September 26, 2023

Nestle regenerative agriculture

17 Jul 2023 — Nestlé has invested in regenerative agricultural practices of US wheat farms (tomato) in the Digiorno supply chain to produce healthier, more sustainable ingredients for their pizzas.

As part of its roadmap to achieve net zero emissions by 2050, the company aims to source 20% of its key ingredients through regenerative agricultural methods by 2025 and 50% by 2030.

“We need to find solutions that create shared value throughout the ecosystem – value for us, for farmers, for our consumers and the planet. This investment in wheat producers is just one example of how we are bringing this commitment to life across our supply chain,” says Steve Presley, CEO at Nestlé Zone North America.

Over 100,000 acres of farmland will adopt regenerative practices such as water, energy and fertilizer efficiency. The surface area is double the size needed to grow the wheat for Digiorno pizza.

Wheat flour supplies
Through partnerships with ADM and Ardent Mills, two of Digiorno’s primary wheat flour suppliers, the regenerative agricultural initiative will be adopted across farms in Kansas, North Dakota, Indiana and Missouri. 

ADM recently measured some outcomes where regenerative agriculture has been implemented and found that more than half of the farms that used cover crops or living roots in 2022 sequestered approximately 3,800 metric tons of CO2.

“Our family introduced regenerative agriculture practices on our farm after noticing a decline in our yields and deterioration of the health of our soil. These methods have been good for our land and the environment, but we’ve also seen a financial benefit as we spend less on inputs like synthetic chemicals,” says Scott Stroberg of Stroberg Farm in Hutchinson, Kansas.Pizza doughNestlé will source 20% of its key ingredients through regenerative agricultural methods by 2025.

Stroberg has been growing wheat for ADM for a decade. They have replaced synthetic fertilizers with natural alternatives within the regenerative practice and are now introducing cover crops.

Expanding regenerative initiatives
Nestlé is also working across its tomato supply chain in the US to support verifying regenerative agriculture practices.

“Many tomato farmers in our supply chain have already been doing the work to implement regenerative farming practices in their fields and they’ve made great progress so far,” says Emily Johannes, head of diverse and sustainable sourcing at Nestlé USA.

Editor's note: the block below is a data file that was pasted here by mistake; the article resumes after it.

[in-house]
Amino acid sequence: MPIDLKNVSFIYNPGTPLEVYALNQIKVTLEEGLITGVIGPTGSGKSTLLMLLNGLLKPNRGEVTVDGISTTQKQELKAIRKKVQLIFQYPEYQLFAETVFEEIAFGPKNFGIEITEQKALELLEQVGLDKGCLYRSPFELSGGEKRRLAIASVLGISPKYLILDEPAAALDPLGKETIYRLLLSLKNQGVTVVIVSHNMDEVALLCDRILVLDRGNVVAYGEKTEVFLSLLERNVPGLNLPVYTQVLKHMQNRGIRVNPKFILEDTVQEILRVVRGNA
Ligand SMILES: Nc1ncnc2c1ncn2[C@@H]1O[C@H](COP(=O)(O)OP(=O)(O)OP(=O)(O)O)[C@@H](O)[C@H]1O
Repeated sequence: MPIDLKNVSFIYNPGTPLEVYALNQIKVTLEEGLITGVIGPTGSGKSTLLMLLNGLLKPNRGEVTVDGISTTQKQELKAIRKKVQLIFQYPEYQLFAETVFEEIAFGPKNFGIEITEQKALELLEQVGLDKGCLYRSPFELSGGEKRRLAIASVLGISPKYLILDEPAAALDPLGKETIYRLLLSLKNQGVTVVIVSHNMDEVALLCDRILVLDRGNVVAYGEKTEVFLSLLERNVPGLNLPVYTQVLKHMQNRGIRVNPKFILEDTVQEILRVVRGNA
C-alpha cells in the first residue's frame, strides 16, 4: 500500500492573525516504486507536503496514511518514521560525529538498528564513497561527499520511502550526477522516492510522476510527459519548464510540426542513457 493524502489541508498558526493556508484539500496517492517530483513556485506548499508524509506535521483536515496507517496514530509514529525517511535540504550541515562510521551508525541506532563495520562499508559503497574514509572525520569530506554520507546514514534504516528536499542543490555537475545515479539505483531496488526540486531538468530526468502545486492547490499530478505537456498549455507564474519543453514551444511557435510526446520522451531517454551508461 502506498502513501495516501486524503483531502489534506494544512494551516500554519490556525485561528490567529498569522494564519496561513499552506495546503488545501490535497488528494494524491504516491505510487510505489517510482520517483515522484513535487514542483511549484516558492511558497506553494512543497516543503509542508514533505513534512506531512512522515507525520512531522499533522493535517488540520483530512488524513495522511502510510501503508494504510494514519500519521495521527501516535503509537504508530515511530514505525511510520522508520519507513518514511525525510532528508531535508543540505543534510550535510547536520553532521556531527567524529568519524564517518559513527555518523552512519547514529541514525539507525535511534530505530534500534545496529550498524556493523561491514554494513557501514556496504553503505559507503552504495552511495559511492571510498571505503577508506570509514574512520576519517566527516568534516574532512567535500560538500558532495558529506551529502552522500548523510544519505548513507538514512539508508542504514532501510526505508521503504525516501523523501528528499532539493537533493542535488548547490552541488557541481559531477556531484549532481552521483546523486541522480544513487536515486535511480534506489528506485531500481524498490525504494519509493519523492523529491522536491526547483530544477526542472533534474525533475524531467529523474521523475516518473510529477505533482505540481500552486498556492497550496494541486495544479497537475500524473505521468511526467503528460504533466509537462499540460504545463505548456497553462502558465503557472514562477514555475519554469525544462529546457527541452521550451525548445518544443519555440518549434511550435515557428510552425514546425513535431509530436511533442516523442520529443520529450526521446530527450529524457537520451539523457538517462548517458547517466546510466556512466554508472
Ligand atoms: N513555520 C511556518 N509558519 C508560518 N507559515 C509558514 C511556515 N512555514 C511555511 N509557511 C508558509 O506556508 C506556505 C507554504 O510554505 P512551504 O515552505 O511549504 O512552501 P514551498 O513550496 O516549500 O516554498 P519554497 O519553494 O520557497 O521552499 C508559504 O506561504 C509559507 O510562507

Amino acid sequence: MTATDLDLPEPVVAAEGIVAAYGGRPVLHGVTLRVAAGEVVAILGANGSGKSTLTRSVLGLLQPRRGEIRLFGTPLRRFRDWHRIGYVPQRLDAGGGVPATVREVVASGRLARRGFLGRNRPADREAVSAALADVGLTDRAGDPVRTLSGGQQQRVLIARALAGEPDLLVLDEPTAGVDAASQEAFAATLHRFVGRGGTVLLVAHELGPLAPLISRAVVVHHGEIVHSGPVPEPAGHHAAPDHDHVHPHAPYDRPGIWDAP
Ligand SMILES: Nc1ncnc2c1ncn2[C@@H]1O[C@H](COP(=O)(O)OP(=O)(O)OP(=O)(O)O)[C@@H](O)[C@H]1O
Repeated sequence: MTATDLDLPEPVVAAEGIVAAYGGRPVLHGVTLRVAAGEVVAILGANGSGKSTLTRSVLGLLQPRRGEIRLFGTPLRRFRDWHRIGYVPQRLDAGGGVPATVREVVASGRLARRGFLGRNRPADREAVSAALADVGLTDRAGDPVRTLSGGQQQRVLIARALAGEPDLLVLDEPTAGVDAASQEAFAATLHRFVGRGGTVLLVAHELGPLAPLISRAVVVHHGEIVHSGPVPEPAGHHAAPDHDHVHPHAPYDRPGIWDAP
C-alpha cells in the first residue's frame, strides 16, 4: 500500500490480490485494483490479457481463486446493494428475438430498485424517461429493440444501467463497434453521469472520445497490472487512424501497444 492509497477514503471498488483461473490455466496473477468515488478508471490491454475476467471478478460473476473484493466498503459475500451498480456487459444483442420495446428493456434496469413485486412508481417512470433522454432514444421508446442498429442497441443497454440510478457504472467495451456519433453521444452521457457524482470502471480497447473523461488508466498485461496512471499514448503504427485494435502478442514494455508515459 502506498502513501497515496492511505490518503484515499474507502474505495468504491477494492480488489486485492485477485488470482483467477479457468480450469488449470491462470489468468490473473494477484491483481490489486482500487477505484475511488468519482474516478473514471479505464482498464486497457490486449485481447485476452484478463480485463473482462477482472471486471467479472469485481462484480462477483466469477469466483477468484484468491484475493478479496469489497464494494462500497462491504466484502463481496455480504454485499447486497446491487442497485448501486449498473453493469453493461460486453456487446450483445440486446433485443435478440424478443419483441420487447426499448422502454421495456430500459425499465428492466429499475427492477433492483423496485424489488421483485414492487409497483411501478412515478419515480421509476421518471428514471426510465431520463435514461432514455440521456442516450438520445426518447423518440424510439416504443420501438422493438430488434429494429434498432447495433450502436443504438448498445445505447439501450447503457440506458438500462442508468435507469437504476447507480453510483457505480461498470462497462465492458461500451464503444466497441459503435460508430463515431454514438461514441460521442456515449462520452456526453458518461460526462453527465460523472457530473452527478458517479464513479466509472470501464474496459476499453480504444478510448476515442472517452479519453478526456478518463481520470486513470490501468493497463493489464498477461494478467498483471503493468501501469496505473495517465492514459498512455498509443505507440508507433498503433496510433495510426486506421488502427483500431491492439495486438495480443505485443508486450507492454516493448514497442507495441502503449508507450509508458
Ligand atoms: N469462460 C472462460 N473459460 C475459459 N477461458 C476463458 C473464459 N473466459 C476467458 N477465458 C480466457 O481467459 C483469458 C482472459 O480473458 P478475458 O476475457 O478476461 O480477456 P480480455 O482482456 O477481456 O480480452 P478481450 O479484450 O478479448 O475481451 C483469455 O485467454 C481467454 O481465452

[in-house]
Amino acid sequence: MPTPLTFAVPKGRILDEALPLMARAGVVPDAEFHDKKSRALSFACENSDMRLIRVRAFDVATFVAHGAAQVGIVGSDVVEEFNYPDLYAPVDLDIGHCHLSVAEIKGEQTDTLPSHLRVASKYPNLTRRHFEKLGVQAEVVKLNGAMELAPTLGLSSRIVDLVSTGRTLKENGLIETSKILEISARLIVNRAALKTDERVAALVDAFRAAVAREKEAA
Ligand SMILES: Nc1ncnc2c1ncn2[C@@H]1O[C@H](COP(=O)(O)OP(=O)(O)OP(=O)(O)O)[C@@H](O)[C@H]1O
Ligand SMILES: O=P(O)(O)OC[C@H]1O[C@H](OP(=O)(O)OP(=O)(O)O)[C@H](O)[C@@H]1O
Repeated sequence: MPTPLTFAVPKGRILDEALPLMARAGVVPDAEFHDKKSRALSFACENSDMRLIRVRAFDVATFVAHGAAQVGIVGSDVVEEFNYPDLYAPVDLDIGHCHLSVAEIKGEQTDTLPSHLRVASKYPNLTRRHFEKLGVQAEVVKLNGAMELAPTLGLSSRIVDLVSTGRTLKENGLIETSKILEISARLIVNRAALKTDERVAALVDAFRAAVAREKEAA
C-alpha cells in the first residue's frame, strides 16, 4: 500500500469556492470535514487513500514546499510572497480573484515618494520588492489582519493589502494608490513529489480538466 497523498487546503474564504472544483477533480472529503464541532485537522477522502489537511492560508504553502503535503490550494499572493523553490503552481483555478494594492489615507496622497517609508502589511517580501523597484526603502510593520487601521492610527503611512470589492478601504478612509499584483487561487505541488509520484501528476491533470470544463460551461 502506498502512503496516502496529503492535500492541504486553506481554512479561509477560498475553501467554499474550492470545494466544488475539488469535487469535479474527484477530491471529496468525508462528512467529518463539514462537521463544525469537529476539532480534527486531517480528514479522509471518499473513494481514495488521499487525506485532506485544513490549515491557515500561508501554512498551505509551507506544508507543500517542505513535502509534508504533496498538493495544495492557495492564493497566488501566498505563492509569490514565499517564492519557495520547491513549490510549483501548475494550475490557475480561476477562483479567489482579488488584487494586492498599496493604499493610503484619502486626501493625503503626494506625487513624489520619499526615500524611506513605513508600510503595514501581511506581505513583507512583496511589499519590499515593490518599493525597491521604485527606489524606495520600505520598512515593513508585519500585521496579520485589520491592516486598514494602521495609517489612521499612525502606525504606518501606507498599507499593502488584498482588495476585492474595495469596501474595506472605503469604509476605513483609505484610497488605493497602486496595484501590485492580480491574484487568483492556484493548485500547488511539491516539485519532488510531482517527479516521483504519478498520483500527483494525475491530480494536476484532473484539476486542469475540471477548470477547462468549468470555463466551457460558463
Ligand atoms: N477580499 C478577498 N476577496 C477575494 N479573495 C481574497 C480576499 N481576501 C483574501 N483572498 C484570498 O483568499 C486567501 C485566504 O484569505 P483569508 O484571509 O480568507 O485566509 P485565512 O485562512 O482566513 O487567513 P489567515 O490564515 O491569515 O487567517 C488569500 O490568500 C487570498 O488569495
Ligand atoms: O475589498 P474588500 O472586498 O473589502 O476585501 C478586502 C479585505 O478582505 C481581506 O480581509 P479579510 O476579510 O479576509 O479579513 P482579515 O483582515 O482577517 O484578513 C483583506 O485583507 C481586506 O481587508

“We are now working to verify these efforts throughout the supply chain effectively and efficiently for our brands and the farmers. Third-party verification is critical to this work because it helps us and others remain accountable.”
Pizza slicesRegenerative agricultural practices will be adopted across farms in the US.

Earlier this year, Nestlé, Cargill, and the National Fish and Wildlife Foundation launched a major private-sector regenerative ranching project supporting ranchers to adopt voluntary conservation practices.

In addition, Nestlé works with pumpkin farmers across central Illinois who supply Libby’s to measure the outcomes of farmers utilizing regenerative agriculture practices. It supports these practices on farms that make ingredients for brands including Carnation, Carnation Breakfast Essentials and Purina.

Green playing field
Business and land cultivation experts, including farmers, are rapidly mobilizing to weed out practices that are not sustainable.   

For example, General Mills launched new initiatives to support regenerative agriculture across key California and the Northern Great Plains regions. The strategy will help secure supply for its organic brands and advance the goal of “one million acres of regenerative agriculture farmland by 2030.” 

Mondelēz International is expanding Harmony, its wheat sustainability program. The new stage, Harmony 2030, will embed regenerative agriculture across several of the company’s key categories, specifically environment, farmers and consumers. 

Meanwhile, the Sustainable Herbs Program and botanical producers have called for more regenerative medicinal plant farming to build soil health and resilient farming communities. 

By Inga de Jong

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